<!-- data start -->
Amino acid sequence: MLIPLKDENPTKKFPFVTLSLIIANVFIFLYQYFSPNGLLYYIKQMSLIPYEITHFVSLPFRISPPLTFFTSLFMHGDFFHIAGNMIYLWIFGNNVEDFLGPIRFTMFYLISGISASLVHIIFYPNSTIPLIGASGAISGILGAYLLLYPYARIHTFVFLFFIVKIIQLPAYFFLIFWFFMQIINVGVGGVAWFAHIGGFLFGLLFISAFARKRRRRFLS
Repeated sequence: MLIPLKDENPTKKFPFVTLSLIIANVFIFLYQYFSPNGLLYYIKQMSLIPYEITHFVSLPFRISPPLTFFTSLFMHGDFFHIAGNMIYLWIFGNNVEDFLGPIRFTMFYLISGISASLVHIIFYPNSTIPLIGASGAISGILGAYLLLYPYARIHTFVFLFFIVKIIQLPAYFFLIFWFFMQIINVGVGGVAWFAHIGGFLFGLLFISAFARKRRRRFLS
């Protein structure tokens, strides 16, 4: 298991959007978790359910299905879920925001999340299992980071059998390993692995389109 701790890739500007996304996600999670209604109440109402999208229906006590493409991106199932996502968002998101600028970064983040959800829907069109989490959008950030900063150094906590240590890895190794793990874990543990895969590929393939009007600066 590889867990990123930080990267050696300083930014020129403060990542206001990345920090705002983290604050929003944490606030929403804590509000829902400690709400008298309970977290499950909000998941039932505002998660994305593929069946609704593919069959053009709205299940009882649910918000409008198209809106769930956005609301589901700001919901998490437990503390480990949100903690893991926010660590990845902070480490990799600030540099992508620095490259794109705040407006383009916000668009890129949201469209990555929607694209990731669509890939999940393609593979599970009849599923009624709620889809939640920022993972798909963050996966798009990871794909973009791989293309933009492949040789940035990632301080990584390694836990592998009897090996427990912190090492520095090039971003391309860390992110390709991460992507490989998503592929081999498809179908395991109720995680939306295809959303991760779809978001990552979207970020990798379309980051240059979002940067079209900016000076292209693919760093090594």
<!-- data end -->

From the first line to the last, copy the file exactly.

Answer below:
Amino acid sequence: MLIPLKDENPTKKFPFVTLSLIIANVFIFLYQYFSPNGLLYYIKQMSLIPYEITHFVSLPFRISPPLTFFTSLFMHGDFFHIAGNMIYLWIFGNNVEDFLGPIRFTMFYLISGISASLVHIIFYPNSTIPLIGASGAISGILGAYLLLYPYARIHTFVFLFFIVKIIQLPAYFFLIFWFFMQIINVGVGGVAWFAHIGGFLFGLLFISAFARKRRRRFLS
Repeated sequence: MLIPLKDENPTKKFPFVTLSLIIANVFIFLYQYFSPNGLLYYIKQMSLIPYEITHFVSLPFRISPPLTFFTSLFMHGDFFHIAGNMIYLWIFGNNVEDFLGPIRFTMFYLISGISASLVHIIFYPNSTIPLIGASGAISGILGAYLLLYPYARIHTFVFLFFIVKIIQLPAYFFLIFWFFMQIINVGVGGVAWFAHIGGFLFGLLFISAFARKRRRRFLS
């Protein structure tokens, strides 16, 4: 298991959007978790359910299905879920925001999340299992980071059998390993692995389109 701790890739500007996304996600999670209604109440109402999208229906006590493409991106199932996502968002998101600028970064983040959800829907069109989490959008950030900063150094906590240590890895190794793990874990543990895969590929393939009007600066 590889867990990123930080990267050696300083930014020129403060990542206001990345920090705002983290604050929003944490606030929403804590509000829902400690709400008298309970977290499950909000998941039932505002998660994305593929069946609704593919069959053009709205299940009882649910918000409008198209809106769930956005609301589901700001919901998490437990503390480990949100903690893991926010660590990845902070480490990799600030540099992508620095490259794109705040407006383009916000668009890129949201469209990555929607694209990731669509890939999940393609593979599970009849599923009624709620889809939640920022993972798909963050996966798009990871794909973009791989293309933009492949040789940035990632301080990584390694836990592998009897090996427990912190090492520095090039971003391309860390992110390709991460992507490989998503592929081999498809179908395991109720995680939306295809959303991760779809978001990552979207970020990798379309980051240059979002940067079209900016000076292209693919760093090594």